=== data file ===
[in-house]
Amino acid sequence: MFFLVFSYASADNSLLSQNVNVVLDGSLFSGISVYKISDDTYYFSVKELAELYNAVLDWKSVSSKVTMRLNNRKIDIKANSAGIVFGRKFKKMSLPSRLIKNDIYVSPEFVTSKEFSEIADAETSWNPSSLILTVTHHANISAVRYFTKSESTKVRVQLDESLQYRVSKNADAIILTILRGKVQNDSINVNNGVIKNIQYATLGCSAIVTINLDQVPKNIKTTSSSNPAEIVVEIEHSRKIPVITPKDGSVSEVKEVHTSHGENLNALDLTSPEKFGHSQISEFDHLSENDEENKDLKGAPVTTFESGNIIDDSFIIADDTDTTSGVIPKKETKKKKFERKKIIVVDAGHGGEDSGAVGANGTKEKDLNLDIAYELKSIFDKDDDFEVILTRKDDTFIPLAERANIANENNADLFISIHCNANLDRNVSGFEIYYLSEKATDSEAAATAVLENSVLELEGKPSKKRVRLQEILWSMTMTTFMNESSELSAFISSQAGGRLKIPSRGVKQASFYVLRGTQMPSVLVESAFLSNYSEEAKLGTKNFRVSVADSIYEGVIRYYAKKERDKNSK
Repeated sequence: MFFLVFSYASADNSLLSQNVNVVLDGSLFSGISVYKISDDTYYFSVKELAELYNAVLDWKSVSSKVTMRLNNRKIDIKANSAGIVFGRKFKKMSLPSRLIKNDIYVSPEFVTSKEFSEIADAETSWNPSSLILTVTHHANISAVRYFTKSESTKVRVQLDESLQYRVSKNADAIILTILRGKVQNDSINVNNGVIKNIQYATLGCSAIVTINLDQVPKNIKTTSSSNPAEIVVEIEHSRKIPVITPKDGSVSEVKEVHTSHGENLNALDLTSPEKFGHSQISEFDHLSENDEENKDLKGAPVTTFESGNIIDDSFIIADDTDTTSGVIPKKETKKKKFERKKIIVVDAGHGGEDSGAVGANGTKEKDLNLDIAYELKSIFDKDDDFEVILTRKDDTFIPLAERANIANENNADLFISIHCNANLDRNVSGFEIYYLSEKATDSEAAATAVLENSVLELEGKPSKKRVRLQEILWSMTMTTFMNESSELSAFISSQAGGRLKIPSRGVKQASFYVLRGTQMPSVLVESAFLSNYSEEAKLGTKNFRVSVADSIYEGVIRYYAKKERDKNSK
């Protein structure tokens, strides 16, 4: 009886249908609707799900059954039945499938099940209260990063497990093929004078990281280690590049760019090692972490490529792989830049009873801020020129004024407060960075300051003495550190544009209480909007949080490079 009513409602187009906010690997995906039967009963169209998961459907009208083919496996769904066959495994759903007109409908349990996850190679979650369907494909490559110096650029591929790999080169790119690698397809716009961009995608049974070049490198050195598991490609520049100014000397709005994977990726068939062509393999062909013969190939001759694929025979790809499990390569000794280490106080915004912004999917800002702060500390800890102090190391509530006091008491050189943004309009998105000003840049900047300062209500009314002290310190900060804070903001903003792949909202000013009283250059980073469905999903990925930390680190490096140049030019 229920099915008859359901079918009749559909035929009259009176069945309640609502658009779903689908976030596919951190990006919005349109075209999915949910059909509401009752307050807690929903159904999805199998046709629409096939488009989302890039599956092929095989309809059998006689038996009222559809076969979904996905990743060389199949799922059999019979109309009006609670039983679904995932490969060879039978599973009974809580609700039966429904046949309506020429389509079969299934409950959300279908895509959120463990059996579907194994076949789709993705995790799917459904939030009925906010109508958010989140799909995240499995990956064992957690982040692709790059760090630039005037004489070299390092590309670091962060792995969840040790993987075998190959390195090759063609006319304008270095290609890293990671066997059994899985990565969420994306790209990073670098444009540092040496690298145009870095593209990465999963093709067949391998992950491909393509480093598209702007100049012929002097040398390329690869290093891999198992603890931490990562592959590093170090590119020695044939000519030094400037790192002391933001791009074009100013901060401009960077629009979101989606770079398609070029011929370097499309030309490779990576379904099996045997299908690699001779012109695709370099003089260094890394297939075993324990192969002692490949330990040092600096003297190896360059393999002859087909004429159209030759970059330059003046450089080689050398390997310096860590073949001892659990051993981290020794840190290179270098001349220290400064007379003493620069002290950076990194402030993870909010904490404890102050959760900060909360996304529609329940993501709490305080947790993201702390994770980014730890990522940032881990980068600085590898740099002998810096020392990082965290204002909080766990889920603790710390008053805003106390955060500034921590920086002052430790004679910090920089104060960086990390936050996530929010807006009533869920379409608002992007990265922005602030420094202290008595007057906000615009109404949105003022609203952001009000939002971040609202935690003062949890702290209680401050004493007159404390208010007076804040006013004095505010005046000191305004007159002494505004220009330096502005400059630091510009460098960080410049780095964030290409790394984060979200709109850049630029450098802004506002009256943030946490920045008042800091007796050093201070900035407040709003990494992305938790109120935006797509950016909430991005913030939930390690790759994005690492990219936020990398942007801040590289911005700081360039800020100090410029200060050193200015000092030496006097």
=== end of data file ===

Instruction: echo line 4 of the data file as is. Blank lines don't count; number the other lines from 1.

């Protein structure tokens, strides 16, 4: 009886249908609707799900059954039945499938099940209260990063497990093929004078990281280690590049760019090692972490490529792989830049009873801020020129004024407060960075300051003495550190544009209480909007949080490079 009513409602187009906010690997995906039967009963169209998961459907009208083919496996769904066959495994759903007109409908349990996850190679979650369907494909490559110096650029591929790999080169790119690698397809716009961009995608049974070049490198050195598991490609520049100014000397709005994977990726068939062509393999062909013969190939001759694929025979790809499990390569000794280490106080915004912004999917800002702060500390800890102090190391509530006091008491050189943004309009998105000003840049900047300062209500009314002290310190900060804070903001903003792949909202000013009283250059980073469905999903990925930390680190490096140049030019 229920099915008859359901079918009749559909035929009259009176069945309640609502658009779903689908976030596919951190990006919005349109075209999915949910059909509401009752307050807690929903159904999805199998046709629409096939488009989302890039599956092929095989309809059998006689038996009222559809076969979904996905990743060389199949799922059999019979109309009006609670039983679904995932490969060879039978599973009974809580609700039966429904046949309506020429389509079969299934409950959300279908895509959120463990059996579907194994076949789709993705995790799917459904939030009925906010109508958010989140799909995240499995990956064992957690982040692709790059760090630039005037004489070299390092590309670091962060792995969840040790993987075998190959390195090759063609006319304008270095290609890293990671066997059994899985990565969420994306790209990073670098444009540092040496690298145009870095593209990465999963093709067949391998992950491909393509480093598209702007100049012929002097040398390329690869290093891999198992603890931490990562592959590093170090590119020695044939000519030094400037790192002391933001791009074009100013901060401009960077629009979101989606770079398609070029011929370097499309030309490779990576379904099996045997299908690699001779012109695709370099003089260094890394297939075993324990192969002692490949330990040092600096003297190896360059393999002859087909004429159209030759970059330059003046450089080689050398390997310096860590073949001892659990051993981290020794840190290179270098001349220290400064007379003493620069002290950076990194402030993870909010904490404890102050959760900060909360996304529609329940993501709490305080947790993201702390994770980014730890990522940032881990980068600085590898740099002998810096020392990082965290204002909080766990889920603790710390008053805003106390955060500034921590920086002052430790004679910090920089104060960086990390936050996530929010807006009533869920379409608002992007990265922005602030420094202290008595007057906000615009109404949105003022609203952001009000939002971040609202935690003062949890702290209680401050004493007159404390208010007076804040006013004095505010005046000191305004007159002494505004220009330096502005400059630091510009460098960080410049780095964030290409790394984060979200709109850049630029450098802004506002009256943030946490920045008042800091007796050093201070900035407040709003990494992305938790109120935006797509950016909430991005913030939930390690790759994005690492990219936020990398942007801040590289911005700081360039800020100090410029200060050193200015000092030496006097």